Distiller Deven Wek’s butterfly pea flower vodka transforms from moody indigo to violet when he adds citrus; he’s hoping to open the distillery for tasting by this summer.
If you hear glasses clinking inside Luna Sea Vodka’s Westside distillery, it’s because the four-year-old spirits company has a lot to celebrate.
Earlier this month, Luna Sea Vodka’s classic vodka received a rare platinum medal at the World Spirits Competition in San Francisco, one of the most influential spirits competitions in the world, after winning double gold three consecutive years in 2020, 2021 and 2022.
While celebrating that accolade, distiller Deven Wek released a new color-changing vodka made with butterfly pea flower that turns from moody indigo to violet when citrus is added. The release took four years to process through the Food and Drug Administration and is the first and only naturally color-changing vodka certified by the FDA on the market in the U.S, Wek says.
The effect is striking. In his distillery in a warehouse off Ingalls Street, I took a seat at the speakeasy-style bar. Under an enormous rendering of his oceanic label, which features a tattooed orca and a pirate ship at sea, Wek muddled several cocktails to showcase the psychedelic transformation. Butterfly pea flower is a natural pH indicator, he explained as he poured the cerulean liquid over ice, and the vodka is dyed with its natural deep blue color. With just a squeeze of lemon and a gentle swirl of the glass, the drink turned lilac. It’s a delightful trick, and one that bartenders will surely want to add to their arsenal. He slid the now-purple drink over the homemade wooden bar for me to taste.
It’s difficult to describe the taste of good vodka, because a great vodka should have no taste at all. Both of Luna Sea’s vodkas are so smooth, there’s no burn at all; it’s almost as if the spirit evaporates on your tongue, leaving behind nothing but freshness. I can sometimes be a wimp when it comes to liquor, and often find a straight glass of vodka too aggressive. With this one, I was totally at ease — and became more relaxed by the minute — while sipping Wek’s vodka over ice with just a hint of lemon.
How does Wek achieve the effect?
Lookout looks into the magic of Luna Sea’s color changing vodka.
He distills his spirit 10 times via gravity through activated carbon, a system he designed and built himself. The process removes any trace of impurities that would add undesirable smells or tastes, he says. The slow process takes a week to filter 100 cases, but Wek believes it’s worth it. Most vodkas, he explains, are never filtered at all.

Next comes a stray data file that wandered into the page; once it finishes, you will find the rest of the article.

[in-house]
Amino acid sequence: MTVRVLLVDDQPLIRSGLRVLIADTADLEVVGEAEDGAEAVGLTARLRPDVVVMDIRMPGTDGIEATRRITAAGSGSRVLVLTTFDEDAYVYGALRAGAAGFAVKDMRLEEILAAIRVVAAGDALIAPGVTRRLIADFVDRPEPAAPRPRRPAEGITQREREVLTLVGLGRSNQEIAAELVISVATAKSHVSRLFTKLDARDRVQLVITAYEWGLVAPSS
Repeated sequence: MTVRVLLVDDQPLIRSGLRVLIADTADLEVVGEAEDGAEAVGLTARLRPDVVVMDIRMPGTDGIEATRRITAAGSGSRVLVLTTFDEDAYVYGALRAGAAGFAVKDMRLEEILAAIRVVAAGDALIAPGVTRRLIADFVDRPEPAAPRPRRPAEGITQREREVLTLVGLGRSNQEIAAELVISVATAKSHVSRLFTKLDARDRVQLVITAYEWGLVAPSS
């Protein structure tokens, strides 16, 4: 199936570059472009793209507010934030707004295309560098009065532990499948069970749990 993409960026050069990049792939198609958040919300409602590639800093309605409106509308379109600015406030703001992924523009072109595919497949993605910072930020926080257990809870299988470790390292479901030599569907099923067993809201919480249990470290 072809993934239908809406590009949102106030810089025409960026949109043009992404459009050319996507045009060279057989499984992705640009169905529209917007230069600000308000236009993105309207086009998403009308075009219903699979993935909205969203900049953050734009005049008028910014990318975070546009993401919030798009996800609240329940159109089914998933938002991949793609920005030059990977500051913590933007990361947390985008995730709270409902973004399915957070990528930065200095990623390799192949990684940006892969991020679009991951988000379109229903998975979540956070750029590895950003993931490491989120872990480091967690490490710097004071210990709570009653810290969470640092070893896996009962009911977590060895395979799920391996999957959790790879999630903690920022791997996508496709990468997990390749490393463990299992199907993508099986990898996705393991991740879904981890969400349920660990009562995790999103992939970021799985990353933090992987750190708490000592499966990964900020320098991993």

These impurities are also the culprit for most hangovers, and Wek boasts that anyone can drink his vodka without regretting it in the morning. He adds that butterfly pea flowers are high in antioxidants and the nutrients are preserved in the ethanol. “So really, this vodka is good for you,” he claims. The cocktail is certainly refreshing, with touches of fresh basil, Japanese cucumber and serrano chili.
Wek self-distributes his vodka; cutting out that middle man has allowed him to keep his prices low. Luna Sea’s clear vodka retails for $10.99 per liter; the new butterfly pea flower vodka is $33 per liter. Keeping his award-winning vodka accessible is important to Wek: “I want people to enjoy it and drink it.”
Wek’s Ukrainian father instilled an appreciation and love of vodka in him from a young age. Ukraine is known as the wheat basket of Europe, and drinking wheat-based vodka is ingrained in the culture. Wek’s father taught him how to properly taste the spirit and how “pure” vodka is made. While vodka is Wek’s first passion, his first foray into spirit making was an eight-year stint in Guatemala and Mexico, where he ran a nightclub and produced an agave spirit. After that experience ended, he decided to finally pursue making vodka, and moved to Santa Cruz four years ago to pursue his dream.
By this summer, Wek hopes to open his Westside distillery for tasting. In the next few weeks, he will add a bathroom compliant with the Americans With Disabilities Act and kitchen facilities, where he plans to serve a seafood-focused menu of poke, ceviche and fresh oysters. Not only does freshly caught fish pair well with vodka and match Luna Sea’s oceanic theme, it will give him an opportunity to work with friend and local fisherman Hans Haveman of H&H Fresh Fish.
With all these new changes for Luna Sea, crafting excellent vodka will continue to be the focus. “I don’t have any plans to make any other spirits,” Wek says. “I just want to be the vodka guy.”
Find Luna Sea Vodka at U-Save Liquors, Mission Liquors and Point Market in Santa Cruz and Grady’s Market and Verutti Liquors in Capitola. More information at lunasea.vodka.